The latest in clinical research on the diagnosis and treatment of ADHD.
Attention Deficit and Hyperactivity Disorder (ADHD) symptoms may put children at increased risk for reading problems and vice versa, according to the results of a recent study. Moreover, enduring genetic mechanisms appear to be important in the association of ADHD symptoms and reading over time.
“ADHD and reading disability commonly co-occur because of shared genetic risk factors. However, the stability and change of these genetic influences and the predictive relationships underlying this association longitudinally remain unclear,” wrote the researchers, who were headed by Corina U. Greven, a doctoral student at the Social, Genetic, and Developmental Psychiatry Centre at King’s College London in the United Kingdom. Their research was published in the Journal of Child Psychology and Psychiatry.
For the study, ADHD symptoms and reading were assessed as continuous dimensions in a UK general population sample of approximately 7,000 twin pairs. Parent ratings of ADHD symptoms and teacher ratings of reading were obtained at two ages: middle childhood (ages 7-8 years) and early adolescence (ages 11-12). Cross-lagged quantitative genetic analyses were applied.
The results showed that ADHD symptoms and reading significantly predicted each other over time. “However, ADHD symptoms were a significantly stronger predictor of reading than vice versa. Inattentive and hyperactive-impulsive symptoms of ADHD both contributed to the prediction of reading, but inattentiveness was a significantly stronger predictor,” the researchers wrote in the study abstract.
“Furthermore, ADHD symptoms and reading were highly heritable, and their association was primarily attributable to shared genetic influences. Despite notable genetic innovation for each trait, genetic factors involved in the association of ADHD  symptoms and reading over time were highly stable.”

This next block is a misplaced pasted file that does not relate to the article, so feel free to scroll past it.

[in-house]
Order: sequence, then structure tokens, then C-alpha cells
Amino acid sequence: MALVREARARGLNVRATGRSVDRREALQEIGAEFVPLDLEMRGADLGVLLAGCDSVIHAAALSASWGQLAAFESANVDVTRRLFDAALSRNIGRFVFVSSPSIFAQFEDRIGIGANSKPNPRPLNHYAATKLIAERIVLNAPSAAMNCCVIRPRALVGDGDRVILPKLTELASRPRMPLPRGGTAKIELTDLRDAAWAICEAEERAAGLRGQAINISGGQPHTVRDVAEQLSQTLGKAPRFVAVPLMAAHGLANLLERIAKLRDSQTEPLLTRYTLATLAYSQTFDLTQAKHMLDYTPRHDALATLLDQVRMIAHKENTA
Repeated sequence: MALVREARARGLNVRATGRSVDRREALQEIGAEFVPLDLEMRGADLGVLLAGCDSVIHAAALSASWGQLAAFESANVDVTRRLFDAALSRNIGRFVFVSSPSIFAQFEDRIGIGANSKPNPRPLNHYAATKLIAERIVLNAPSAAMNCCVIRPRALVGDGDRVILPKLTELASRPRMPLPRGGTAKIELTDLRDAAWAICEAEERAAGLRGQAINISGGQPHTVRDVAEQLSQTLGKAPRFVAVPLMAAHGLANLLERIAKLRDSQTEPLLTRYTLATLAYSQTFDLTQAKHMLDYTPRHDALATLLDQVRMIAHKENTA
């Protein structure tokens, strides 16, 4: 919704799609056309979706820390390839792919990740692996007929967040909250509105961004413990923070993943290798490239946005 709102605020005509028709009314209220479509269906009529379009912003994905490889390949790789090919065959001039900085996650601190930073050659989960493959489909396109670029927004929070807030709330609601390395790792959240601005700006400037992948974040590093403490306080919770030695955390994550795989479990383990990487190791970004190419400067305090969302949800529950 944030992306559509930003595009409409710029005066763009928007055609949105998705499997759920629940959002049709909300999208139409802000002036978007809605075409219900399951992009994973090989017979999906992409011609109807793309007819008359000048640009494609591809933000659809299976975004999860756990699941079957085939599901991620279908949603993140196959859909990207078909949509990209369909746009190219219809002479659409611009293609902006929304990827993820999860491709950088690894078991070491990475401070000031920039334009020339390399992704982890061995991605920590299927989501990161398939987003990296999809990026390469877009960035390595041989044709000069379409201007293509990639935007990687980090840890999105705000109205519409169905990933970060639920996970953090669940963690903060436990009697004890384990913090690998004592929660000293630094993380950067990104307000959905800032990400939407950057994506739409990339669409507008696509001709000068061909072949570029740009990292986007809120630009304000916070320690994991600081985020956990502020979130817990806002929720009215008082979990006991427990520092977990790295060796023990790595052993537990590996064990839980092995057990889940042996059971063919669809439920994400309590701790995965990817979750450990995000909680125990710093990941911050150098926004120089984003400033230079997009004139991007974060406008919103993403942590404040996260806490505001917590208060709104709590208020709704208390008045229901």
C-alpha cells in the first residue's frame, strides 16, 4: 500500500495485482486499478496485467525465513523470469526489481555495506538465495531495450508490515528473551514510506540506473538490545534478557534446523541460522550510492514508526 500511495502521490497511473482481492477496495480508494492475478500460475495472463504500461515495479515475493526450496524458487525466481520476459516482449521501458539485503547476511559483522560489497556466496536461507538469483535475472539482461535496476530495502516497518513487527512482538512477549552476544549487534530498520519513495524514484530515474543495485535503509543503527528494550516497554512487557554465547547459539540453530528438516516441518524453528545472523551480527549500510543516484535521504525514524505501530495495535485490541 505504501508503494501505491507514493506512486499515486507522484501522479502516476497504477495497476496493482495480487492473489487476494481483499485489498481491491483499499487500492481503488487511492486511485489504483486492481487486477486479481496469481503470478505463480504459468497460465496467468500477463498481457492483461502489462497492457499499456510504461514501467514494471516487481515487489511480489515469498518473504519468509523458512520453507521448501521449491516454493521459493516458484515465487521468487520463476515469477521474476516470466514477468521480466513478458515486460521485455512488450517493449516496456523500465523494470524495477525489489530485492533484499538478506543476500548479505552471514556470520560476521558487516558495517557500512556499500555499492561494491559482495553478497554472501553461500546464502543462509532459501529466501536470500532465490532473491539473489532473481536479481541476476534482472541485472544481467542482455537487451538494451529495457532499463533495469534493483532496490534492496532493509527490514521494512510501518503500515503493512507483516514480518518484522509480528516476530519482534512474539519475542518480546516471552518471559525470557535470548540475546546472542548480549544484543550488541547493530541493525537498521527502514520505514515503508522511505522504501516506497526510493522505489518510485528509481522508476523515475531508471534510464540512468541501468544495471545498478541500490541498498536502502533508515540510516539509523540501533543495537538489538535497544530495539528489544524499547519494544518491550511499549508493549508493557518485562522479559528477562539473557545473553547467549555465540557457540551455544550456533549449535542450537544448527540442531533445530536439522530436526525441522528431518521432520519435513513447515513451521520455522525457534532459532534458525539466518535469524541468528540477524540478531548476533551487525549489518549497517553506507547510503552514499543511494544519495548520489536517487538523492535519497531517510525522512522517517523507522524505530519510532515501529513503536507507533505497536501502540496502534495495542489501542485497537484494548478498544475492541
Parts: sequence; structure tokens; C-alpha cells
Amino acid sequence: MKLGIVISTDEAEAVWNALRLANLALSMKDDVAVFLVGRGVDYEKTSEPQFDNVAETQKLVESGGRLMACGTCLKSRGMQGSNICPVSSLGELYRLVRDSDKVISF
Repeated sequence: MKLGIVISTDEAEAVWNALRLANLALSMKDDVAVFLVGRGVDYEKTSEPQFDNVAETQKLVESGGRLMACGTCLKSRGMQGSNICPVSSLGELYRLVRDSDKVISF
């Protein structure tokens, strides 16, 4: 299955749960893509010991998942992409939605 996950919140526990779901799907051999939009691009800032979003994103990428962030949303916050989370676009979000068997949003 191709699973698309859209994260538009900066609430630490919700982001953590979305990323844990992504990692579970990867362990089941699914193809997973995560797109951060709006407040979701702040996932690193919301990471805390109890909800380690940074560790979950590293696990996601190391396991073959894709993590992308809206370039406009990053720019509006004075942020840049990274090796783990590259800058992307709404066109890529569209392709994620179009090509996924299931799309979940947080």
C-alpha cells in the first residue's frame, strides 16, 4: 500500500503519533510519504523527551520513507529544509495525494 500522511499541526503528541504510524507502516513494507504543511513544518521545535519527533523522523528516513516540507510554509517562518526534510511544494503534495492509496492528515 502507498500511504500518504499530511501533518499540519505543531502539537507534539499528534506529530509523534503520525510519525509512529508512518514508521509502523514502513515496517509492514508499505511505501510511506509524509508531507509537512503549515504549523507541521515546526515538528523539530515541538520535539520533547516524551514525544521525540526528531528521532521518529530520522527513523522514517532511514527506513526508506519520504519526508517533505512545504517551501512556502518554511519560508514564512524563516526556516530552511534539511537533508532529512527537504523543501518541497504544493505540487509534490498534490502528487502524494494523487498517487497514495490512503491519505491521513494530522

Growth Dysregulation and ADHD: An Epidemiologic Study of Children in France
Some literature has suggested that attention deficit hyperactivity disorder (ADHD) may be associated with dysregulated growth, but this work primarily used clinically referred samples, so it is difficult to interpret.
Recent data do not cast doubt on the well-documented association of stimulant treatment with delays in growth, but they do provide some support for the idea that, in the absence of medication exposure, ADHD is associated with dysregulated growth, according to the results of a study published in the Journal of Attention Disorders.
French researchers, headed by Steven V. Farone, PhD, of the Department of Psychiatry and Behavioral Sciences at the SUNY Upstate Medical Center in Syracuse, N.Y., selected 18 million telephone numbers in France and randomly called 7,912. Among 4,186 eligible families, 1,012 were recruited. The goal was for the final distribution of the sample to match the demographic background of the French population. A telephone interview was administered to all families to diagnose ADHD and assess other psychopathology and functioning variables, according to the study, which was published in the Journal of Attention Disorders.
“In young children, medication-naïve ADHD was associated with being taller, t(515)=26.3, P<.001 and heavier, t(518)=1.8, P=.03,” the researchers wrote. “In contrast, for older children, medication-naïve ADHD participants were shorter and weighed less. These results were stronger for weight than height.”
SourcesA Longitudinal Twin Study on the Association between ADHD Symptoms and Reading [Journal of Child Psychology and Psychiatry]Growth Dysregulation and ADHD: An Epidemiologic Study of Children in France [Journal of Attention Disorders]